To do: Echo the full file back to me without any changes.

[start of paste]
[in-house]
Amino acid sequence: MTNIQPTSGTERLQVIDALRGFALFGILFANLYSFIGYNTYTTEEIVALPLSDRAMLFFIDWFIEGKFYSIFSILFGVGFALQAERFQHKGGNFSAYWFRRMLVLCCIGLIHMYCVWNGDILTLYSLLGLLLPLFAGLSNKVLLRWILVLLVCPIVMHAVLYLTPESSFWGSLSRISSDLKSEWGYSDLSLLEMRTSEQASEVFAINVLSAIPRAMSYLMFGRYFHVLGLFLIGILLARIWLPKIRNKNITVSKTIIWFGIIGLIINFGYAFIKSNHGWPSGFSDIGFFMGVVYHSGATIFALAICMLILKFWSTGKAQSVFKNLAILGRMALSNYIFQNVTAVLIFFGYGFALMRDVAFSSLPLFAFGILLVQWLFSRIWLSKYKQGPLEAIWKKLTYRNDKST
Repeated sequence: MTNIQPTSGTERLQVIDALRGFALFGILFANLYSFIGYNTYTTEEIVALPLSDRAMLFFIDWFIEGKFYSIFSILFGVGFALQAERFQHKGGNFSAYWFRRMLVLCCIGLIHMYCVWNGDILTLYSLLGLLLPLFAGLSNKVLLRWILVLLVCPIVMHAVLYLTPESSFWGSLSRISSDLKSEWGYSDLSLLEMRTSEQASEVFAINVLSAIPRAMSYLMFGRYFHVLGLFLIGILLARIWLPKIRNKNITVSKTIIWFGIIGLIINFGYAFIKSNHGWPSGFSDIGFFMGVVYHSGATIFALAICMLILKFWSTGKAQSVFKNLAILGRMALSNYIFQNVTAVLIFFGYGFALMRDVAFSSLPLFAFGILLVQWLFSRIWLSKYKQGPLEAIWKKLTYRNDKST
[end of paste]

[in-house]
Amino acid sequence: MTNIQPTSGTERLQVIDALRGFALFGILFANLYSFIGYNTYTTEEIVALPLSDRAMLFFIDWFIEGKFYSIFSILFGVGFALQAERFQHKGGNFSAYWFRRMLVLCCIGLIHMYCVWNGDILTLYSLLGLLLPLFAGLSNKVLLRWILVLLVCPIVMHAVLYLTPESSFWGSLSRISSDLKSEWGYSDLSLLEMRTSEQASEVFAINVLSAIPRAMSYLMFGRYFHVLGLFLIGILLARIWLPKIRNKNITVSKTIIWFGIIGLIINFGYAFIKSNHGWPSGFSDIGFFMGVVYHSGATIFALAICMLILKFWSTGKAQSVFKNLAILGRMALSNYIFQNVTAVLIFFGYGFALMRDVAFSSLPLFAFGILLVQWLFSRIWLSKYKQGPLEAIWKKLTYRNDKST
Repeated sequence: MTNIQPTSGTERLQVIDALRGFALFGILFANLYSFIGYNTYTTEEIVALPLSDRAMLFFIDWFIEGKFYSIFSILFGVGFALQAERFQHKGGNFSAYWFRRMLVLCCIGLIHMYCVWNGDILTLYSLLGLLLPLFAGLSNKVLLRWILVLLVCPIVMHAVLYLTPESSFWGSLSRISSDLKSEWGYSDLSLLEMRTSEQASEVFAINVLSAIPRAMSYLMFGRYFHVLGLFLIGILLARIWLPKIRNKNITVSKTIIWFGIIGLIINFGYAFIKSNHGWPSGFSDIGFFMGVVYHSGATIFALAICMLILKFWSTGKAQSVFKNLAILGRMALSNYIFQNVTAVLIFFGYGFALMRDVAFSSLPLFAFGILLVQWLFSRIWLSKYKQGPLEAIWKKLTYRNDKST